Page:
Joseph II and Bavaria: Two Eighteenth Century Attempts at German Unification
ISBN/ASIN: 9789401700351,9789401575751 | 1965 | English | pdf | 227/234 pages | 8.12 Mb
Publisher: Springer Netherlands | Author: Paul P. Bernard (auth.) | Edition: 1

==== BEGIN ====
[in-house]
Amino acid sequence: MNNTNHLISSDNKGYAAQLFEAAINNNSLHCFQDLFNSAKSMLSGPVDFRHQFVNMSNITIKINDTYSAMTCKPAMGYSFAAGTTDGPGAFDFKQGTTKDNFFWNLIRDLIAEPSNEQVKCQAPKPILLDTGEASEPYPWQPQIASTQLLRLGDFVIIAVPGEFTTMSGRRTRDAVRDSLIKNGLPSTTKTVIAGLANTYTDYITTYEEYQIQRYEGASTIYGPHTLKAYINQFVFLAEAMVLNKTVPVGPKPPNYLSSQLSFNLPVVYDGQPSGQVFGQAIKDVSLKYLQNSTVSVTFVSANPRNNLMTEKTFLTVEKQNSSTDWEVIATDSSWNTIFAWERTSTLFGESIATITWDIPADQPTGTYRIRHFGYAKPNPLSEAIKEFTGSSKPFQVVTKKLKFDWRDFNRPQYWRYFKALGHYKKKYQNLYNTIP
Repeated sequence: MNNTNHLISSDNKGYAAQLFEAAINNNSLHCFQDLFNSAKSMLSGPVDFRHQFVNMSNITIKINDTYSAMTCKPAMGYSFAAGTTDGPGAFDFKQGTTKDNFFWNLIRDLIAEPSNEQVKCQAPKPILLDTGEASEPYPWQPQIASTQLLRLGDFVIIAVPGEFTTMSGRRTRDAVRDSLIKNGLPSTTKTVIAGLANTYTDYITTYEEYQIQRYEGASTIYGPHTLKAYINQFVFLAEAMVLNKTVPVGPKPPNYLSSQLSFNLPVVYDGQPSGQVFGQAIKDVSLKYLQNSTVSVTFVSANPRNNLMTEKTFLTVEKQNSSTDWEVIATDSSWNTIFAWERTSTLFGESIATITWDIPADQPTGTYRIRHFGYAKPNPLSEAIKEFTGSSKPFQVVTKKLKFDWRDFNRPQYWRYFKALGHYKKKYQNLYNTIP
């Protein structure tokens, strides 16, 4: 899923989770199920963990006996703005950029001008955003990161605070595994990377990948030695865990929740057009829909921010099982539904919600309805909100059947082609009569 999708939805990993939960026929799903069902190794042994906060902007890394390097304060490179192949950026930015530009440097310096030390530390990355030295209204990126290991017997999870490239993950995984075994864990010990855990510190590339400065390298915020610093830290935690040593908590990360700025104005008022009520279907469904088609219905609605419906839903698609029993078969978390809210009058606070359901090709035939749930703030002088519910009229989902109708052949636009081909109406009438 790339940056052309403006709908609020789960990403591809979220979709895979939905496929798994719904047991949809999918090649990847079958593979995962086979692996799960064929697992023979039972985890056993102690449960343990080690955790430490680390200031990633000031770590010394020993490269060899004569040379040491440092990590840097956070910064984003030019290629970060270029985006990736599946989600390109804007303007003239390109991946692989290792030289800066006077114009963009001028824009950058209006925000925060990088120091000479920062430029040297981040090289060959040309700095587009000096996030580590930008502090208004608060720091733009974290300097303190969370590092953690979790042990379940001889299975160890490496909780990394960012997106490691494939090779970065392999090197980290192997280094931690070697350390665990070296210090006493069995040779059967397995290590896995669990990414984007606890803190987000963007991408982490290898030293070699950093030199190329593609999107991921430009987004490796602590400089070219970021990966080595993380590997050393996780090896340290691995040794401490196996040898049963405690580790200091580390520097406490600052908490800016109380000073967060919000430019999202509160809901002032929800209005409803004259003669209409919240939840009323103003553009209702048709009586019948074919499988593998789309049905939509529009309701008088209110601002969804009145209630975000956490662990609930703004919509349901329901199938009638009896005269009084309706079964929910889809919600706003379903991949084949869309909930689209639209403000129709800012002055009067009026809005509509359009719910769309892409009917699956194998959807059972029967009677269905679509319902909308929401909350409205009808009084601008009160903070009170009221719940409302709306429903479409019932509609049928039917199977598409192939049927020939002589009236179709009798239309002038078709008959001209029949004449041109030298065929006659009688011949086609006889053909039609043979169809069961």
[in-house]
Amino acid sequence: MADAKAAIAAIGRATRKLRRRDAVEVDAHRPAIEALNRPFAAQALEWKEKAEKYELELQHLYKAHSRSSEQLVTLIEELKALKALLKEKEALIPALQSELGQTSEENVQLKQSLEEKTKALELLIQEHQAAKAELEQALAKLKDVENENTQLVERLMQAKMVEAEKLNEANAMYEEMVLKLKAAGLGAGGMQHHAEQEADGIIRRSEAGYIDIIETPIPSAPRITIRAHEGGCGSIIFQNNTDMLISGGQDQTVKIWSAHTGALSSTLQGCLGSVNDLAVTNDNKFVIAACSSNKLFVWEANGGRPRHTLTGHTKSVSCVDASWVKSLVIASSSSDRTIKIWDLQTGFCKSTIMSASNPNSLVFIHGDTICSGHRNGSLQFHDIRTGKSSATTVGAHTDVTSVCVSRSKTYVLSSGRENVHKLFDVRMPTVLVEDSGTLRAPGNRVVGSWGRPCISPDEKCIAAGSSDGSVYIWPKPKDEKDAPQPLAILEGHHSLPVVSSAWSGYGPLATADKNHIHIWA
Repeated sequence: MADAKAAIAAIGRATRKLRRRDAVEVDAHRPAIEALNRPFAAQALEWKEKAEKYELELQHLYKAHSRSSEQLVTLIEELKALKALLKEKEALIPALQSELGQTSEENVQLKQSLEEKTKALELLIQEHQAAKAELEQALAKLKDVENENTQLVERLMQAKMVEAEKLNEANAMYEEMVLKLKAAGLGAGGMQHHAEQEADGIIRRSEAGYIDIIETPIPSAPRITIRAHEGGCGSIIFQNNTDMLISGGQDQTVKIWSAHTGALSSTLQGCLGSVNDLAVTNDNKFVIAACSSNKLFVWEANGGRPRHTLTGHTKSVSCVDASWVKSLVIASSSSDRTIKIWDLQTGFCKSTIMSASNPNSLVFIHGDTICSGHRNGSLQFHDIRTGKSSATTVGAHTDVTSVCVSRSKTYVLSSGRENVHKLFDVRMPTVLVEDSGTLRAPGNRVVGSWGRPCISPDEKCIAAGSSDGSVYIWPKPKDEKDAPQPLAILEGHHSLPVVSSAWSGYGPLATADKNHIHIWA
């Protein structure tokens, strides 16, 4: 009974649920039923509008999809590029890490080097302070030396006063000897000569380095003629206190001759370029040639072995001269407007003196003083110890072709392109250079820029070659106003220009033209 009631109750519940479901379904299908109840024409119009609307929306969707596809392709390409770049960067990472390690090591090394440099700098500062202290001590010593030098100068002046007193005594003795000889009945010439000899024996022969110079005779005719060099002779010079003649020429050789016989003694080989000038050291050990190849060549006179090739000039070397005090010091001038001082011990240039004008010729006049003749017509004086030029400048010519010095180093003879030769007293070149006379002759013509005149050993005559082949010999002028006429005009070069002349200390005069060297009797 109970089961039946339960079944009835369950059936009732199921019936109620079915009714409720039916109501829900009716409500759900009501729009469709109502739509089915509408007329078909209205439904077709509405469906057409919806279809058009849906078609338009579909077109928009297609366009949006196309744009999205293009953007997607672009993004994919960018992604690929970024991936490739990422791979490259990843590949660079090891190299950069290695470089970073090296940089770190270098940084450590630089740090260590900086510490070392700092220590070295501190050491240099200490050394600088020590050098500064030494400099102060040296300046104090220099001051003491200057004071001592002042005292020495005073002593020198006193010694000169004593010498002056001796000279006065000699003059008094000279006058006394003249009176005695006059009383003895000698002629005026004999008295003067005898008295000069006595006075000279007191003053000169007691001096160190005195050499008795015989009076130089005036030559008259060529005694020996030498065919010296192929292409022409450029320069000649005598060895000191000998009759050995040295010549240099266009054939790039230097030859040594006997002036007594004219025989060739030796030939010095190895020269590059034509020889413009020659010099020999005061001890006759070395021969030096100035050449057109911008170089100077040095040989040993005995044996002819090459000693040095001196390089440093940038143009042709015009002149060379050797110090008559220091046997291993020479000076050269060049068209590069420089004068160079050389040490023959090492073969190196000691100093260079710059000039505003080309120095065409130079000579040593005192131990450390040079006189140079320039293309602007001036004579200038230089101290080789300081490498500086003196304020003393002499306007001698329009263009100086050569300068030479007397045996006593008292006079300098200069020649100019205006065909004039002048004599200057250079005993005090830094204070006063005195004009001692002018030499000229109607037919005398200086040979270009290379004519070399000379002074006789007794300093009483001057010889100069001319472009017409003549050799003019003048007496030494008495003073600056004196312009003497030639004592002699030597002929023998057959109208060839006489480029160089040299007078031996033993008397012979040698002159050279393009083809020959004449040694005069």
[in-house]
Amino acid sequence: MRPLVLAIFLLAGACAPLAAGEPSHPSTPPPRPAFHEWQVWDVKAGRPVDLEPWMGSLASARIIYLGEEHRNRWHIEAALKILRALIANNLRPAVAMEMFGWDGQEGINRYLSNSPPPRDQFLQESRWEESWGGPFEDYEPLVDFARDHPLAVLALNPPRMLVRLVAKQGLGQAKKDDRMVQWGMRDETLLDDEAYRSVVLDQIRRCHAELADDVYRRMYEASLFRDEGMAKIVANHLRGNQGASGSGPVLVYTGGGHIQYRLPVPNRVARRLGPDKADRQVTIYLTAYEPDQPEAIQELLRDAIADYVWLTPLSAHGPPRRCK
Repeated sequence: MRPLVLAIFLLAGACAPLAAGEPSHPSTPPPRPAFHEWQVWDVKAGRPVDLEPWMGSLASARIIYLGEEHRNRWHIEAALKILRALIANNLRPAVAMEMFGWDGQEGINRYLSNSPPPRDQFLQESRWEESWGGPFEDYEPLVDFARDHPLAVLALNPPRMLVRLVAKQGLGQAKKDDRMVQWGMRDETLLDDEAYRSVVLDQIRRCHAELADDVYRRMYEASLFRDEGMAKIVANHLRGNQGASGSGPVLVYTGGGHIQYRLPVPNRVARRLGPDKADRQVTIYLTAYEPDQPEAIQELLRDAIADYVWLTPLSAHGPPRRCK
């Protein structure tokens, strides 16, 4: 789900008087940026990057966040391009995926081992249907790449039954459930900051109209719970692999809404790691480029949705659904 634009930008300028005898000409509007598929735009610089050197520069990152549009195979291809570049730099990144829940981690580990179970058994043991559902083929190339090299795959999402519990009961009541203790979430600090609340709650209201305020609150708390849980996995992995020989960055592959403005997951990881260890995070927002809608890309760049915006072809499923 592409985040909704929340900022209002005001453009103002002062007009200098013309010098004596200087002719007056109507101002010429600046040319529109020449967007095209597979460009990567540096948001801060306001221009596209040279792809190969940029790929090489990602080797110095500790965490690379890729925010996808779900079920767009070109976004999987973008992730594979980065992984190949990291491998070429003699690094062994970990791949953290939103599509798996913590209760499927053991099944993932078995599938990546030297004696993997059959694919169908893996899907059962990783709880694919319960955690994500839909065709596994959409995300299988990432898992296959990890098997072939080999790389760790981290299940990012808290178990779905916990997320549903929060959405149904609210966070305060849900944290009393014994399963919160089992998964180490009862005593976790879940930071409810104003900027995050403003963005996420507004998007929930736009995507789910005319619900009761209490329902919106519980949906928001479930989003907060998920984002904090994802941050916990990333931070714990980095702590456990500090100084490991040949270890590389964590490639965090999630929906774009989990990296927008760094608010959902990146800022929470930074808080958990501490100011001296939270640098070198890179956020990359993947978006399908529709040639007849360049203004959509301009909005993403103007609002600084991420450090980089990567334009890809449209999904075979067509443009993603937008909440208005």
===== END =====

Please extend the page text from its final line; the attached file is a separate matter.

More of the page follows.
they represented a congeries of varied languages, cultures and traditions. Moreover the status of Germany, in theory ruled by the Hapsburgs in their capacity of Holy Roman Emperors, had since the conclusion of the Thirty Years War been in some doubt. In practice the Hapsburgs could count on obedience always in their family dominions, not particularly extensive and mostly concentrated in the West (Vorderosterreich); sometimes in the South German Catholic states; and virtually not at all in the Protestant North. Then, too, in the second half of the seventeenth century Prussia had emerged as a power, which although still technically a part of the Empire, was increasingly capable and willing to pursue a thoroughly independent course. The position of Charles VI was thus not an entirely happy one. The long run alternatives which would seem to have confronted him were either to acquiesce in the continuing erosion of Hapsburg influence in Germany, which ultimately might well have resulted in his ruling over a Danubian Empire with a German-speaking minority; or to try to buttress his position in Germany, which would have required eventually a viable modus vivendi between his German and non-German subjects.